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Skill shortages easing; sector disparities

6 October 2005

Skill shortages easing; sector disparities

Employers are still competing for hard-to-find labour, but there are signs that skill shortages are now beginning to ease, according to the Department of Labour’s latest Job Vacancy Monitor.

Another key feature of the August result is the substantial difference between the growth in advertised job vacancies for highly skilled and lower skilled labour, which are showing distinctively opposing trends.

A one-day analysis of job ads in 25 newspapers and selected websites in August showed that advertised job vacancies grew by 6 per cent from August 2004. This was the lowest growth rate since it was first recorded in January 2004.

Deputy Secretary Andrew Crisp said the data was consistent with other indicators such as those measured in the most recent quarterly Skills in the Labour Market report, which showed that labour shortages might be less acute.

“There may be a little less pressure on employers looking for people to fill positions.”

The 6 per cent growth rates compares with an annual growth rate of 9% in July, 8% in June, 10% in May 2005 - and a high of 26% in April 2004.

At the same time, there were wide disparities in the growth of advertised vacancies by skill levels, Mr Crisp said. This shows that, despite a general improvement in recruitment conditions for employers, there are still areas of extreme shortages.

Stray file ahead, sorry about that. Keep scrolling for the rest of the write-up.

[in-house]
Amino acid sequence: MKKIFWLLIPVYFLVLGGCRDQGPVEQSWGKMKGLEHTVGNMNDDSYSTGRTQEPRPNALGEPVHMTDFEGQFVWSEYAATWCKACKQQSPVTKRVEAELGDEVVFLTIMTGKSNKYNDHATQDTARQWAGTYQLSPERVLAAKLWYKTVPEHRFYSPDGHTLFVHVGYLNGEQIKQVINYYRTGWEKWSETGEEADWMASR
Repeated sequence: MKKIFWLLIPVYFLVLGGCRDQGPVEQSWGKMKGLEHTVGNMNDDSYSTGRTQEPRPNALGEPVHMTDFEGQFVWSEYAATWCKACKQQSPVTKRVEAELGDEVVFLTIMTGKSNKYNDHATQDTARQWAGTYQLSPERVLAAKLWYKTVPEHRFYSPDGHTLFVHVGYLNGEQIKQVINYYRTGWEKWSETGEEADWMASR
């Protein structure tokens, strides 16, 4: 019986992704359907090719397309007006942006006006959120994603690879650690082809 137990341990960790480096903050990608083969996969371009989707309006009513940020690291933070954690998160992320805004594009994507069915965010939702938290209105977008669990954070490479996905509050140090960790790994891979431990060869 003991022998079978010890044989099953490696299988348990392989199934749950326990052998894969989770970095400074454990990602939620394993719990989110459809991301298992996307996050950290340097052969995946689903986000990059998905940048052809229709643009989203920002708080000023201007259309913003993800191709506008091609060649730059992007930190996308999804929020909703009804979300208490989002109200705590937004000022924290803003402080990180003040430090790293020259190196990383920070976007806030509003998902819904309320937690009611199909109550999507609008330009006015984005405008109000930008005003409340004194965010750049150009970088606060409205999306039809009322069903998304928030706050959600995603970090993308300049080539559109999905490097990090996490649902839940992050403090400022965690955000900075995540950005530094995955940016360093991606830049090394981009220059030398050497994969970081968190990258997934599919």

“The disparities in August between the growth in advertised vacancies for highly skilled and lower skilled labour are the widest we’ve ever seen. They are also a complete reversal of where they were at 18 months ago.”

Growth in highly-skilled vacancies reached the highest level ever (24%), while growth in skilled and semi-skilled/elementary vacancies reached a record low.

Job vacancies grew significantly for administrators and managers (46%), while teachers and health professionals continued to be in high demand.

Vacancies continued to decline among the trades, particularly for printing (31%), building (-10%) and metal and machinery trades (-6%).

The number of advertised vacancies in the IT sector reached a new high. There were 54% more vacancies measured in August compared with the same month in 2004.

“This reflects a growing gap between demand and supply of IT skills,” Mr Crisp said.


Regional information

Year-on-year regional increases in the number of advertised vacancies in August 2005 (compared with year-on-year regional increases in July 2005):

Change August 2004 to August 2005 / Change July 2004 to July 2005
Northland 39% 38%
Auckland 8% 13%
Waikato 10% 11%
Bay of Plenty 27% 29%
Gisborne 6% 6%
Hawke’s Bay 7% 12%
Taranaki 35% 32%
Manawatu-Wanganui 15% 16%
Wellington 19% 19%
Marlborough 5% 13%
Nelson/Tasman -6% -6%
West Coast 42% 51%
Canterbury 3% 4%
Otago 9% 7%
Southland 11% 11%

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